Posts Tagged ‘ Concept Development

Method to the Madness, Part II, Hotel Eating & Drinking Concepts

Great restaurants and bars are about passion and joy and excitement and culinary wonder. Right? But that’s after they open. Getting there? Another matter.

In March, Part I of this series about developing hotel restaurant and bar concepts discussed determining the criteria that a new concept must meet in order to be successful. At GVC we use a 7-part “methodology” to create a concept. It’s not rocket science, right? Or maybe it’s more difficult than rocket science, since thousands upon thousands of very experienced and bright folks have failed at it, one time or another. An outline of the seven steps methodology can be found at the GVC web site. Here I’ll go into a bit more detail.

The Second Step of this Methodology is Anything but a Tea Party!

While Part I is largely strategic, Part II gets into the “hard work” – it’s certainly no “tea party”. A thorough exploration of the “internal” side of the status quo is required. This includes an examination of the hotel brand, the hotel customer, the facility and its operations. While this blog pertains to a hotel that is already operating, much of what follows would apply to a new-build as well. Mostly the sources for the information would differ.

Let’s begin with the hotel’s brand. Learn what you can about the Brand and Brand image. What types and categories of restaurants and bars fit? Corporate Brand “owners” can help here, as they have usually thought this through. Get an answer to this question and you’ll be headed in the right direction, Brand-wise: “place any existing restaurant or bar in your prototype hotel – what would it be?”

Also essential: know the Brand Standards. And try to learn the demographic and lifestyle habits of the Brand customer. This will be different in some ways at the local level, but it’s a good starting point.

Next, and far more challenging: learn about the hotel guests and customers. Determine the answer to these and other questions:  Who is the guest, and why are they here? Where do they come from? Business, leisure? What type of business? Traveling alone or as part of a group? How did they book? What is their average rate? If part of a group, what is their group’s policy about charging restaurant and bar charges to the room? How did they arrive at the hotel? What is their average length of stay? I like to study a hotel’s segmentation analysis and then extend it to eating and drinking occasions. Hotels are amazing when it comes to tracking rooms. But rooms don’t eat in restaurants or drink in bars. People do.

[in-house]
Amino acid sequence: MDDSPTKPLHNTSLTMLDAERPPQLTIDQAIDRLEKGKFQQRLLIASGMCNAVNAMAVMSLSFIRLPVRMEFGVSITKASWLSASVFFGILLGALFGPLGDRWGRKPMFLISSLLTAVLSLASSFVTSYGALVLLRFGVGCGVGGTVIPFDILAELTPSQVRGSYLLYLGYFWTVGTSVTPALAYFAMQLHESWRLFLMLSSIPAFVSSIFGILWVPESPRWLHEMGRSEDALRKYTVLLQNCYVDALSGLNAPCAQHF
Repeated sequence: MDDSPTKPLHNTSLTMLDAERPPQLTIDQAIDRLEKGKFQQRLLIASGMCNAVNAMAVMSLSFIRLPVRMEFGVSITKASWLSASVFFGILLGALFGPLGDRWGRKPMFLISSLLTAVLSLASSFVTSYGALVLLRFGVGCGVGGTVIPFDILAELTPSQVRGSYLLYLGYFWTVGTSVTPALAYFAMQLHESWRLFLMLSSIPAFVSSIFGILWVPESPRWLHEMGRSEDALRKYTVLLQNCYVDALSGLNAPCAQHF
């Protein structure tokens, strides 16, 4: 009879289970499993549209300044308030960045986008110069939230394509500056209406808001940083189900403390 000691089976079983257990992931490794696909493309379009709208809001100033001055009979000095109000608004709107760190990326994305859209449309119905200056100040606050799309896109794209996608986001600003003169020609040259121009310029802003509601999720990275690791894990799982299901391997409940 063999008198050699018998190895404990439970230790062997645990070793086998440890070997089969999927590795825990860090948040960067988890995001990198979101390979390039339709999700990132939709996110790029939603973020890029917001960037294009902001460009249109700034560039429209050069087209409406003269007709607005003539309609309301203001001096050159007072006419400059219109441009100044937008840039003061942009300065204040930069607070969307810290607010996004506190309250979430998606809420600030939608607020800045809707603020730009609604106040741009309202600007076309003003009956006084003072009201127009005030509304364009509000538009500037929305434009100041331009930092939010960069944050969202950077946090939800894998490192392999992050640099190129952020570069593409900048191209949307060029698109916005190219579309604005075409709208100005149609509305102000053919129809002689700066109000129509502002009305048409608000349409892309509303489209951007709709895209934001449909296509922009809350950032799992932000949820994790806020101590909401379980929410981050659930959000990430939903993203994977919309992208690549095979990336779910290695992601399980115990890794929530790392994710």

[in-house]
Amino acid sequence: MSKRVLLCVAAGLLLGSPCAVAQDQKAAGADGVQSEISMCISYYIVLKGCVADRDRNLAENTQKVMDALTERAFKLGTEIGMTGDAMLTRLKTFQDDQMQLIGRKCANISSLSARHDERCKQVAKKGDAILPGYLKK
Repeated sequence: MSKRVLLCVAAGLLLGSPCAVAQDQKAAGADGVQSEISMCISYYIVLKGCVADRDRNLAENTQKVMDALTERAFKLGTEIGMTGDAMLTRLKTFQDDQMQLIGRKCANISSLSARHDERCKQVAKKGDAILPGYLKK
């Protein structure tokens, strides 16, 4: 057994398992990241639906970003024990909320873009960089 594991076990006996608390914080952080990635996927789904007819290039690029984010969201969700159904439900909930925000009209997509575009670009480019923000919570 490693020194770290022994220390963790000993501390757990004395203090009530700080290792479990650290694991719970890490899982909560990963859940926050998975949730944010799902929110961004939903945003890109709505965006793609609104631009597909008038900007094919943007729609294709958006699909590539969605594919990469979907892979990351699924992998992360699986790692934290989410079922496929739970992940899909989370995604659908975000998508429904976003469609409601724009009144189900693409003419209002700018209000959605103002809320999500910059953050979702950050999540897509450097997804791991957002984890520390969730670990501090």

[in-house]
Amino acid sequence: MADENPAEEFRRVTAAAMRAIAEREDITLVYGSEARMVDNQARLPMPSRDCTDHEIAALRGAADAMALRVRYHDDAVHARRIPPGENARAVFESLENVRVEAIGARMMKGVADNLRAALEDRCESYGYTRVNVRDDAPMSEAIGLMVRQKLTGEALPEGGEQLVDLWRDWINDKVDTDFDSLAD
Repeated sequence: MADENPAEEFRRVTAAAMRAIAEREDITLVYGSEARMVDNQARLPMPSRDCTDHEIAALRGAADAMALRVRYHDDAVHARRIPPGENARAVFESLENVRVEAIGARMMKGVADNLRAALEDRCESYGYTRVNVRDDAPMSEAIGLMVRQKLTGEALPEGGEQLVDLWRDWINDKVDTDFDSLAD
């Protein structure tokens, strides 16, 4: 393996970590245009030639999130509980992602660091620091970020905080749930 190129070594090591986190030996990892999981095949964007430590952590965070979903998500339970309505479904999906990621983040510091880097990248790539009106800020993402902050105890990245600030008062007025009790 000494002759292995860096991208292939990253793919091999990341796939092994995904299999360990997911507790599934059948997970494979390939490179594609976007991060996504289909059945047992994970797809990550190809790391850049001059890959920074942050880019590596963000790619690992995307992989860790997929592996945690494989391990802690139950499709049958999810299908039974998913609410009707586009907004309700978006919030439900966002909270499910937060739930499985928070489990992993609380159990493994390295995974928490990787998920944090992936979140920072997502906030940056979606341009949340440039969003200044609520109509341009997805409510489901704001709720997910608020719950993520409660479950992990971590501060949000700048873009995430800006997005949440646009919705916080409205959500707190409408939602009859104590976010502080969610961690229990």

Yes, Madness does have a Method

Simple? Maybe. If we were done. But what about the meeting and banquet guests who are not also staying at the hotel? I like taking a hard look at this category of customer, because it’s a little easier to nail down, even quantify, the eating and drinking potential. Let’s take meeting guests. Usually these potential customers eat lunch during their visit to the hotel. So, if we can determine how many such guests we have each year, what percentage have a banquet luncheon vs. eating “on their own”, we have a good starting point. While we’re at it, let’s find out how long the average break is. Hotel restaurants often close at lunch. The information provided here will factor into a decision whether or not to do this.

Now let’s look at the hotel facility. Access, parking, signage, visibility, and location within the hotel, for example.

Access alone generates a number of routes of inquiry. Access from the outside: car, bus, taxi, limo and walking. Now let’s go inside. Access to the restaurant and bar areas from the lobby, from the banquet areas, from the elevators, from the stairwells. Visibility, signage and wayfinding indicators are just some of the things to look for. During access what is the flow, especially when busy? What does the customer see as they enter, the “sense of entry”. What is possible? And since we’re assessing the facility, what about the employee flow, from the kitchen? And what about the attributes that aren’t readily apparent: sound system, lighting, Wi-Fi, natural light control and HVAC to name a few.